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9/11 digital archives: Visitors tell us their stories

Visitors to the museum's 2011 commemorative event September 11: Remembrance and Reflection were invited to share their stories with the museum. Intern Sara Halpert has been digitizing these comment cards.

I was 11 on September 11, 2001. After my sister shook me awake, I watched the second plane hit the South tower on a small TV screen in our kitchen in Thousand Oaks, California. This summer, I've had the opportunity to immerse myself in a variety of diverse perspectives and reflections on the events of that day 13 years ago, which I saw through child's eyes.

Objects from the Pentagon in the September 11: Remembrance and Reflection exhibit
Objects from the Pentagon in the 10th anniversary event

Like Pearl Harbor and the assassination of President Kennedy for previous generations, the way each of us witnessed 9/11 may never be far from the minds of those who lived through it. Preserving American history is not just about the objects and people directly involved in major events, but also about recording how these events changed the American people as a whole.

For the museum's 10th anniversary commemoration, September 11: Remembrance and Reflection, the Smithsonian asked visitors to leave comment cards. Some of the cards asked, "How did you witness history on September 11, 2001?" Other cards asked, "How has your life changed because of September 11, 2001?"

Visitor Rachel Jones shares her story
Visitor Rachel Jones shares her story

Part of my job while interning in the Division of Armed Forces History has been to scan these comment cards into the Online Digital Archive. I have found that many of the same sentiments and themes kept showing up in card after card. Interested in getting a bigger picture of these individual comments, I took a random selection of responses to the question, "How has your life changed because of September 11, 2001?" and inserted them into a word cloud generator.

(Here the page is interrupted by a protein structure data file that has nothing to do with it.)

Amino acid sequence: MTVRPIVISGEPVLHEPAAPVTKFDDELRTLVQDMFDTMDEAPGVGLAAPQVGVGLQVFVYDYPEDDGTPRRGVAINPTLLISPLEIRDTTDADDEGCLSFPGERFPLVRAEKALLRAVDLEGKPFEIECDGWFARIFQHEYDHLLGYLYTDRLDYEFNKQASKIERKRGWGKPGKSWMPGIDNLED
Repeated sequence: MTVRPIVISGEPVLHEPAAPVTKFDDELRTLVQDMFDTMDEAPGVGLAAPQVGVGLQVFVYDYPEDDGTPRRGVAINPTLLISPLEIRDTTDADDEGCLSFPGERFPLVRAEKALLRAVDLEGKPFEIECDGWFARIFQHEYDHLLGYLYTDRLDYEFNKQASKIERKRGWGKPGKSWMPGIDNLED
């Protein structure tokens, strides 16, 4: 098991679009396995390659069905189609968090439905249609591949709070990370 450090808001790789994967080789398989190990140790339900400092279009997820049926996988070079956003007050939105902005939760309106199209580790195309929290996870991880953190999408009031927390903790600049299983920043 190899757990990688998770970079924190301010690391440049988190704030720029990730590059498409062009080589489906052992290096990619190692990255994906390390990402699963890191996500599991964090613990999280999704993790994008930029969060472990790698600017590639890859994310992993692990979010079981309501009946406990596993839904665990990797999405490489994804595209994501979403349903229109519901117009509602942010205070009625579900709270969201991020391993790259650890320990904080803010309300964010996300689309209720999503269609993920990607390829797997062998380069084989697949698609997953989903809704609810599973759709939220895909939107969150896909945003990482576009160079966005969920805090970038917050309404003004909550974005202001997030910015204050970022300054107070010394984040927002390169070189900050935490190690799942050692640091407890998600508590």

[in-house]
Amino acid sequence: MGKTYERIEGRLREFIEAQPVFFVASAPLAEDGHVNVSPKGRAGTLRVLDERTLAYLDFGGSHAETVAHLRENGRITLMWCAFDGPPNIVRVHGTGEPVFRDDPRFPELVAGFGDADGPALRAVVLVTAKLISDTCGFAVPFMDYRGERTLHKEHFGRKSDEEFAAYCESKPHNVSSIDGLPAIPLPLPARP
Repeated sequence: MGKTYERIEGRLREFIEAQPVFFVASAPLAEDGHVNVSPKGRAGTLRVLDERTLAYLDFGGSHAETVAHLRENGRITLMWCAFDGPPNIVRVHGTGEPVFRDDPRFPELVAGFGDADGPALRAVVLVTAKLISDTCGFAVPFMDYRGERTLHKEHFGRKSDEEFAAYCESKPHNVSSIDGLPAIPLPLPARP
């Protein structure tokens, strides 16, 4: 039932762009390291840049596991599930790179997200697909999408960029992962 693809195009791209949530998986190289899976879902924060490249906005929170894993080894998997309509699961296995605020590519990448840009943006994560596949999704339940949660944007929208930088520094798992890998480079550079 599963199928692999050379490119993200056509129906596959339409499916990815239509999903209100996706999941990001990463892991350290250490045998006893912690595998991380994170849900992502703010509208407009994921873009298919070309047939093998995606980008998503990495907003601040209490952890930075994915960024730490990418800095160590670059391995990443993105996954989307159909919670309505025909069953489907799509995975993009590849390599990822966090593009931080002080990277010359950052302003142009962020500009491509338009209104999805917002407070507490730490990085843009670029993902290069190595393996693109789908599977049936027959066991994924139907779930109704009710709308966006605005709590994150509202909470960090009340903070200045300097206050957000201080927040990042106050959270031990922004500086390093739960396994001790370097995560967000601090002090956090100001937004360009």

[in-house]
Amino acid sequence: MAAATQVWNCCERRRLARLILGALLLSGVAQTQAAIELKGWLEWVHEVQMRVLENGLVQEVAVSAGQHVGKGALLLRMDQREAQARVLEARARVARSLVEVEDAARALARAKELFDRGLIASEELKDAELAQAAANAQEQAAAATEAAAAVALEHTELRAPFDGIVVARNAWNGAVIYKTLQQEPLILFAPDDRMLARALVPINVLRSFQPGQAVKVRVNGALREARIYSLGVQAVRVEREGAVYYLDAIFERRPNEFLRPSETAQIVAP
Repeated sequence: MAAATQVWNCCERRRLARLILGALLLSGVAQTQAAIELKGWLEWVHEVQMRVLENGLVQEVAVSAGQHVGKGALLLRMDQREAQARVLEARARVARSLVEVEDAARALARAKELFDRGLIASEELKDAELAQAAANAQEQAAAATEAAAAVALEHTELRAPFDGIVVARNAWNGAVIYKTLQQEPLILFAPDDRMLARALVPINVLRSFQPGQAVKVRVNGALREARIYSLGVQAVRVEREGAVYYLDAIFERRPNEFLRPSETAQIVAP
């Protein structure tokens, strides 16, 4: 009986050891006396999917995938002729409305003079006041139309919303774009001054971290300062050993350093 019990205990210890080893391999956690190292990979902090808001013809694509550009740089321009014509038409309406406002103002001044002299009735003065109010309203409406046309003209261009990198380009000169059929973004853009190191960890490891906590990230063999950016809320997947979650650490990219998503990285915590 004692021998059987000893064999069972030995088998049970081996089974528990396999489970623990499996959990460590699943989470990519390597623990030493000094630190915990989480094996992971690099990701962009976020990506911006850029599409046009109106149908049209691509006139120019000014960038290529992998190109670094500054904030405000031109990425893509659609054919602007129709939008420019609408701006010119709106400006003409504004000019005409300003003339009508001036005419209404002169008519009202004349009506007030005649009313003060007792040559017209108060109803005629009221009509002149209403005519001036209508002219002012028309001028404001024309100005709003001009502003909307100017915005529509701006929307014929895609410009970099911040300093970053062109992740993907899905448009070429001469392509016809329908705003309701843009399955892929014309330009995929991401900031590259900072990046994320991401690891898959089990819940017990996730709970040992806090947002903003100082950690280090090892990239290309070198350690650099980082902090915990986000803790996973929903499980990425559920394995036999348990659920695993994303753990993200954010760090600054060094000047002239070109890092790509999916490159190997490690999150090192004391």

A word cloud generator takes all the content it receives and creates an image composed of the most used words. The words that appear the most often in the text appear the largest in the world cloud. The cloud depicts the kind of heart-felt and emotional responses we received.

image from http://s3.amazonaws.com/hires.aviary.com/k/mr6i2hifk4wxt1dp/14080118/5d73685e-4b73-4d65-897d-c87f72c691f4.png
As I scanned the comment cards, I made sure to read each and every one. I felt that this would deepen my understanding of that day and help me connect with the experience of the wider American public. It's been an honor to read these very personal and touching stories from people all over the world. I'd like to share with you some of the most touching and profound of these comment cards.

"I was born on September 11, 2001. –Abigail"
"I was born on September 11, 2001. –Abigail"

I related closely with the many cards written by visitors who had been in school at the time of the attack. The reality of being too young to truly understand was often mentioned. Visitors also wrote about what it was like for the millions of school children throughout the nation to spend the day surrounded by classmates, experiencing this tragedy communally. Then there were those too young to really remember the events, or not even born yet.

"We were in Camp Pendleton, my Marine husband was preparing for work while my three children slept. I turned on the TV as the first plane hit the N. Tower. At first, believing it to be a terrible accident, my husband left – the 2nd plane hit and I ran outside after him, calling him back. I asked "What does this mean?" and he answered very softly 'war.' After hanging a huge flag over our garage, I sat outside with my neighbors and children. When asked what we were doing that day we all answered 'not watching the television.'"